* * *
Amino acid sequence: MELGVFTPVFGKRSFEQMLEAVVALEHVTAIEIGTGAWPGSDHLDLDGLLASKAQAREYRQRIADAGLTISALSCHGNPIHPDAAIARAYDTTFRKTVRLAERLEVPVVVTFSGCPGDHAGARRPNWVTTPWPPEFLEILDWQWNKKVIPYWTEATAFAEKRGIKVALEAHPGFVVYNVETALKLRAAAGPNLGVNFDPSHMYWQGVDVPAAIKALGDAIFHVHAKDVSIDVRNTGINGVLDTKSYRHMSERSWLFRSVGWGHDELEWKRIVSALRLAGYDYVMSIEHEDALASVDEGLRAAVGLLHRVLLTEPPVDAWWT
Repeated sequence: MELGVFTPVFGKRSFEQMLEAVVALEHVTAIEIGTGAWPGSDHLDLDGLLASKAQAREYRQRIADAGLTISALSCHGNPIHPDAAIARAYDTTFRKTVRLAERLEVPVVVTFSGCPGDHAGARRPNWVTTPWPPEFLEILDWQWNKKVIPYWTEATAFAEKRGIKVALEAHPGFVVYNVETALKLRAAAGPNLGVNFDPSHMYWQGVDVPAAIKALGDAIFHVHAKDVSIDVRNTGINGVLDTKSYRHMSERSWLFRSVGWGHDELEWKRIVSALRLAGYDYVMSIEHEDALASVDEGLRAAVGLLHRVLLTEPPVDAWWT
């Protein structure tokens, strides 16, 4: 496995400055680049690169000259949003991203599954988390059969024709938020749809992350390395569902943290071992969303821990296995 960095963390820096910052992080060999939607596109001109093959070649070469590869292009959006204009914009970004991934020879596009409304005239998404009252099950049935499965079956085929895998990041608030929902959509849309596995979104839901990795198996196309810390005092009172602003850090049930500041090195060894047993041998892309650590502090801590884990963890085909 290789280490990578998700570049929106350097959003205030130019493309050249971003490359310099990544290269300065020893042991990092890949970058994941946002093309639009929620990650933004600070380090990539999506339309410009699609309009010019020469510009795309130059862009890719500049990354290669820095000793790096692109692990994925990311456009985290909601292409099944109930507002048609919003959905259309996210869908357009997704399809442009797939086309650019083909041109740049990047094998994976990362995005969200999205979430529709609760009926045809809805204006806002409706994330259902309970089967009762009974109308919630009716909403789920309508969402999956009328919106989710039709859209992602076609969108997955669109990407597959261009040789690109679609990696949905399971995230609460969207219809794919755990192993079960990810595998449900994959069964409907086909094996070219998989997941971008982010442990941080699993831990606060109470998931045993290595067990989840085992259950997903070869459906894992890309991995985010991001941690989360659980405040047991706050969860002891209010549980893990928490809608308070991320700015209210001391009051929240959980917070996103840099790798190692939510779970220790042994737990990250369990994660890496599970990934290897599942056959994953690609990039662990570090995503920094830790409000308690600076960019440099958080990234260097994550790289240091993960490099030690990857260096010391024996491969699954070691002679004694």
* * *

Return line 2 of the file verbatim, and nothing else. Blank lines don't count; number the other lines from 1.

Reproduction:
Repeated sequence: MELGVFTPVFGKRSFEQMLEAVVALEHVTAIEIGTGAWPGSDHLDLDGLLASKAQAREYRQRIADAGLTISALSCHGNPIHPDAAIARAYDTTFRKTVRLAERLEVPVVVTFSGCPGDHAGARRPNWVTTPWPPEFLEILDWQWNKKVIPYWTEATAFAEKRGIKVALEAHPGFVVYNVETALKLRAAAGPNLGVNFDPSHMYWQGVDVPAAIKALGDAIFHVHAKDVSIDVRNTGINGVLDTKSYRHMSERSWLFRSVGWGHDELEWKRIVSALRLAGYDYVMSIEHEDALASVDEGLRAAVGLLHRVLLTEPPVDAWWT